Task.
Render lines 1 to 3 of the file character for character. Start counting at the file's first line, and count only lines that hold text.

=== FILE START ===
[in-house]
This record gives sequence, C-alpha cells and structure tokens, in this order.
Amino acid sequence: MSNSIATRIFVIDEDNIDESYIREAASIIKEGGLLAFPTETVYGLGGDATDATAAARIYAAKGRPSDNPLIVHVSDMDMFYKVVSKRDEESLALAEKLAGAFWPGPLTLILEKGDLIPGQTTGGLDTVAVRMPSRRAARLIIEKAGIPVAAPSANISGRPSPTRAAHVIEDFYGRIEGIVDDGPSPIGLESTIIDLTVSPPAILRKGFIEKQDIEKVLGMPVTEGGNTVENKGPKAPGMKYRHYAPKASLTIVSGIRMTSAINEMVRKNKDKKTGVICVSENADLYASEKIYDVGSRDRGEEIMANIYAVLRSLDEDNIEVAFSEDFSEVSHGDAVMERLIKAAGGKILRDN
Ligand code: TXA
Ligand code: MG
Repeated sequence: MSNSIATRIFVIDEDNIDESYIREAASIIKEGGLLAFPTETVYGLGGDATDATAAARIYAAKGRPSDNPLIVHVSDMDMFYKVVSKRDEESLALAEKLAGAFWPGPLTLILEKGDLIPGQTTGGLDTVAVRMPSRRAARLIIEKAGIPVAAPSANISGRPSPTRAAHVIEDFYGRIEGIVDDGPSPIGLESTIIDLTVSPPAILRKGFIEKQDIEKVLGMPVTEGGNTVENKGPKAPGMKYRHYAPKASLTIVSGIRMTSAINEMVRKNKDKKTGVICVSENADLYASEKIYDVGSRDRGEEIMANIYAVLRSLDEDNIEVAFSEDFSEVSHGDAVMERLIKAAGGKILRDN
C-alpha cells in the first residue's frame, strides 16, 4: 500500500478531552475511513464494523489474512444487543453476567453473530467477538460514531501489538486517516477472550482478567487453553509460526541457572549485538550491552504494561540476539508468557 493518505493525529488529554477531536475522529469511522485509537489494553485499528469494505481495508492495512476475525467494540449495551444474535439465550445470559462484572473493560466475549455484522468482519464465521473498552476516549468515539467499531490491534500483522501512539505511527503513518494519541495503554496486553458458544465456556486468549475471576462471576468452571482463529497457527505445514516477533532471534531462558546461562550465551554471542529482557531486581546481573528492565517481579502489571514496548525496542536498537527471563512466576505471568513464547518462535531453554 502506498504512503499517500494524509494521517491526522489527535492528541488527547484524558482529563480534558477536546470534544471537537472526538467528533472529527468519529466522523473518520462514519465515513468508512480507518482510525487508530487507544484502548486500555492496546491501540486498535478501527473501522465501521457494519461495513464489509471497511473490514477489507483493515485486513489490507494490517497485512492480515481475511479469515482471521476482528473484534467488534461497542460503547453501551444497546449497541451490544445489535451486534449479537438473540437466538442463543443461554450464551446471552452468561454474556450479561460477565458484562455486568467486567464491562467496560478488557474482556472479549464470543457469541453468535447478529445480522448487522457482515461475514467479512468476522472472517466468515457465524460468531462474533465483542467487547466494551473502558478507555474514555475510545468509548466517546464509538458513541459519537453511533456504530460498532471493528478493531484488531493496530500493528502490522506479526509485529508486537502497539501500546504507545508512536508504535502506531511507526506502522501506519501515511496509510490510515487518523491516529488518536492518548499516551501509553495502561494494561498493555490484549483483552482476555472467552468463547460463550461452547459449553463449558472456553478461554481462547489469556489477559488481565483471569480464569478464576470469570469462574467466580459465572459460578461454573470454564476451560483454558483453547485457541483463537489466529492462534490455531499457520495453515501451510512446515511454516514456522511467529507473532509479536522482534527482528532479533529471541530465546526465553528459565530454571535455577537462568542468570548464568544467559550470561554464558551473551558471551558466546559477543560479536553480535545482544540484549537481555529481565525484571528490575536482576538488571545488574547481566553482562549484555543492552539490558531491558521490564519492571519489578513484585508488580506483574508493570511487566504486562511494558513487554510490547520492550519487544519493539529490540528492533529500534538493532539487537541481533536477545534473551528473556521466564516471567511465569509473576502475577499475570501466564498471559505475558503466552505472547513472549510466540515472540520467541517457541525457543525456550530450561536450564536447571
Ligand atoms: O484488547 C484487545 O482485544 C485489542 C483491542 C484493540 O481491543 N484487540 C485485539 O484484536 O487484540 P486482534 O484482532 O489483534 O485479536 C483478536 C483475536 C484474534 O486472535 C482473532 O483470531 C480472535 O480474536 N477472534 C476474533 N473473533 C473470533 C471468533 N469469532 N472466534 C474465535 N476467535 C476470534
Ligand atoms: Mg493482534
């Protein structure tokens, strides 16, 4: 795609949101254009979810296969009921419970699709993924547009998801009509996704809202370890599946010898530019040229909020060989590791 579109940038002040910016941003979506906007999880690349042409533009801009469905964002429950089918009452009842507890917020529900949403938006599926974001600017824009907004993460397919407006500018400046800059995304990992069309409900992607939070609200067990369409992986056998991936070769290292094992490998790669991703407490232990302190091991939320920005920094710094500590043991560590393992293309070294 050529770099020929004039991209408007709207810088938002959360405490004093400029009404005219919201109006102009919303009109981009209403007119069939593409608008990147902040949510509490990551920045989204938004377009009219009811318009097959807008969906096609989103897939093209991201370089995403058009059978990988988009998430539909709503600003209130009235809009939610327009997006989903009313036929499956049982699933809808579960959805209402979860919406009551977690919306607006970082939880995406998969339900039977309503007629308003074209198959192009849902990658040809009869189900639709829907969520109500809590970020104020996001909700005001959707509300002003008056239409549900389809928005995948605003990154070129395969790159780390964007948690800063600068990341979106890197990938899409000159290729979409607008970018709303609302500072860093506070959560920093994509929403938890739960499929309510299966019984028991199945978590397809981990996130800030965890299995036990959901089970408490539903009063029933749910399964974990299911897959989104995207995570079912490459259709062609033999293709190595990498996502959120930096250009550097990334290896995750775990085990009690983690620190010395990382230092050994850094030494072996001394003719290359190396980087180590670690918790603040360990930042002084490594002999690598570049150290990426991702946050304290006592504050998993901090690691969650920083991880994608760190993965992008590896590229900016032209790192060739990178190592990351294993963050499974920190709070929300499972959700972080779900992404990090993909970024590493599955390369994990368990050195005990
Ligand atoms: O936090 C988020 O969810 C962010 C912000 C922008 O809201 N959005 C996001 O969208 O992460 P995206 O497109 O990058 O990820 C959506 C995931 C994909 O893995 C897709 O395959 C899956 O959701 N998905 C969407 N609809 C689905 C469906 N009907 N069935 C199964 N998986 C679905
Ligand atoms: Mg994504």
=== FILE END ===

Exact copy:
[in-house]
This record gives sequence, C-alpha cells and structure tokens, in this order.
Amino acid sequence: MSNSIATRIFVIDEDNIDESYIREAASIIKEGGLLAFPTETVYGLGGDATDATAAARIYAAKGRPSDNPLIVHVSDMDMFYKVVSKRDEESLALAEKLAGAFWPGPLTLILEKGDLIPGQTTGGLDTVAVRMPSRRAARLIIEKAGIPVAAPSANISGRPSPTRAAHVIEDFYGRIEGIVDDGPSPIGLESTIIDLTVSPPAILRKGFIEKQDIEKVLGMPVTEGGNTVENKGPKAPGMKYRHYAPKASLTIVSGIRMTSAINEMVRKNKDKKTGVICVSENADLYASEKIYDVGSRDRGEEIMANIYAVLRSLDEDNIEVAFSEDFSEVSHGDAVMERLIKAAGGKILRDN